Chapter 4

What You Should Know About Data

For statisticians (and economists too), the term data mining once had a pejorative meaning. Instead of “to find useful patterns in large volumes of data,” data mining had the connotation of searching for data to fit preconceived ideas. This definition is much like what politicians do around election time — search for data to show the success of their deeds. It is certainly not what the authors mean by data mining!

This chapter is intended to bridge some of the gaps between traditional statistics and data mining. The two disciplines are very similar. Statisticians and data miners commonly use many of the same techniques, and statistical software vendors now include many of the techniques described throughout this book in their software packages. Data miners should have a foundation of knowledge in statistics.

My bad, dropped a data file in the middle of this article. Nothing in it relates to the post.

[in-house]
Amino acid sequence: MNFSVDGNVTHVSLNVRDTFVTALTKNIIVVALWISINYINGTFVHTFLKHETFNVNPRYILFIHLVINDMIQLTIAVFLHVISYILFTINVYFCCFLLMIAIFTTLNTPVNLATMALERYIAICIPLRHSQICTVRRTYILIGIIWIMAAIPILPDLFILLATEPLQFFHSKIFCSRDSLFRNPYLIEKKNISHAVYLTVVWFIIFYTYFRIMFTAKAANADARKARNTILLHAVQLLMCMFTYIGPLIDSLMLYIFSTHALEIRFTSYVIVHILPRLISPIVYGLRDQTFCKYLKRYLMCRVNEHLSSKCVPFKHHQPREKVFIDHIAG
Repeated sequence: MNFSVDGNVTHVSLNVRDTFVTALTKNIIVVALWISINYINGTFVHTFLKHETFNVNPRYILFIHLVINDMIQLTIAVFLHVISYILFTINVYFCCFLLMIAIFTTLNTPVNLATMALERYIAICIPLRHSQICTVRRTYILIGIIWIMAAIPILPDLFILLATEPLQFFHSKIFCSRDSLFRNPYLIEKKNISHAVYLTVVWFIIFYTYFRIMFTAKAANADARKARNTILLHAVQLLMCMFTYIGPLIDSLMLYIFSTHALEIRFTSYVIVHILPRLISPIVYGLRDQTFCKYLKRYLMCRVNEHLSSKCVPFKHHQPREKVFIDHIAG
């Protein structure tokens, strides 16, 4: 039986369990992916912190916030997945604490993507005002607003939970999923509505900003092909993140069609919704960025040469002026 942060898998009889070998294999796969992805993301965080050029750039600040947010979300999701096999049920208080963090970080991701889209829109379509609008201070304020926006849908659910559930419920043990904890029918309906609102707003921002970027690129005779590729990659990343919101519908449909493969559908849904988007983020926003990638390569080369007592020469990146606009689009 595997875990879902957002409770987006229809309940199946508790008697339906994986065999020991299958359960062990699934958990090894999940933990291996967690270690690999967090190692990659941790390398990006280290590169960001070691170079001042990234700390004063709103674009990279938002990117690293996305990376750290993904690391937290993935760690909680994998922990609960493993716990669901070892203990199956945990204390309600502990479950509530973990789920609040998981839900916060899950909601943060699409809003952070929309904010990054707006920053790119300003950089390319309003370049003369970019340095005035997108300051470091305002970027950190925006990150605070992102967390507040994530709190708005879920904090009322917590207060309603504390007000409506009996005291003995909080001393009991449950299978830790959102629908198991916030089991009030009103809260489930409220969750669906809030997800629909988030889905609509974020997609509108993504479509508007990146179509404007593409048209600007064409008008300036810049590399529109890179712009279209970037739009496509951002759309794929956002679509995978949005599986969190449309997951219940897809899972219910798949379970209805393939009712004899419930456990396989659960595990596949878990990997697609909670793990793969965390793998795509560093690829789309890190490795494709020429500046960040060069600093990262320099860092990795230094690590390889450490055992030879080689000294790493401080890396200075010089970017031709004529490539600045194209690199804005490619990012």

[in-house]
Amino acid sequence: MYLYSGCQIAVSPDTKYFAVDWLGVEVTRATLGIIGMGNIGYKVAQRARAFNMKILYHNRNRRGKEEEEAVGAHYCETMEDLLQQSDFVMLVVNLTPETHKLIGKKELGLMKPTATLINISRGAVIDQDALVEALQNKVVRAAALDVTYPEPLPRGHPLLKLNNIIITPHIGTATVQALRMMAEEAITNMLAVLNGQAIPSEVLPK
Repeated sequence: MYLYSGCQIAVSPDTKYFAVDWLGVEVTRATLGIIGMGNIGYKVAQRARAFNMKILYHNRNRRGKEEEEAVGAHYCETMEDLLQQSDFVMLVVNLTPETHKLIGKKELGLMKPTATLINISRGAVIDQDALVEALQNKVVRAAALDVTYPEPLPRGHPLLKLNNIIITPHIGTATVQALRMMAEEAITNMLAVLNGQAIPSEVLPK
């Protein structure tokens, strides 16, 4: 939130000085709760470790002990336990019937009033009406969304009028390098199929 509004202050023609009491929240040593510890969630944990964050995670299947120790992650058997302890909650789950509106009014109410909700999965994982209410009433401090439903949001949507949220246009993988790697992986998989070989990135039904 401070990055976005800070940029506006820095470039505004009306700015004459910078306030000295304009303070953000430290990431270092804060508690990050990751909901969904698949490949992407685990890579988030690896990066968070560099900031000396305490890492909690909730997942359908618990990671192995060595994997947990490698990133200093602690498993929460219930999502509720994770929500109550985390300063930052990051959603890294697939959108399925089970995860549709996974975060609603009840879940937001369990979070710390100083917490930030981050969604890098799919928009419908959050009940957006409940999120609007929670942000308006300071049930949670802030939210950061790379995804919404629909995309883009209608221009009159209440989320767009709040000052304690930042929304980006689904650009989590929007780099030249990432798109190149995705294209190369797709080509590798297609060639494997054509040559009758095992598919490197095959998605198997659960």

A fact that will perhaps surprise some readers is that statistics developed as a discipline distinct from mathematics over the past century and a half to help scientists make sense of observations and design experiments that yield the reproducible and accurate results associated with the scientific method. Because statistics is intimately tied to scientific understanding of the world, applying it to the scientific understanding of business is natural.

For almost all of this period, the issue was not too much data, but too little. Scientists had to figure out how to understand the world using data collected by hand in notebooks. These ...

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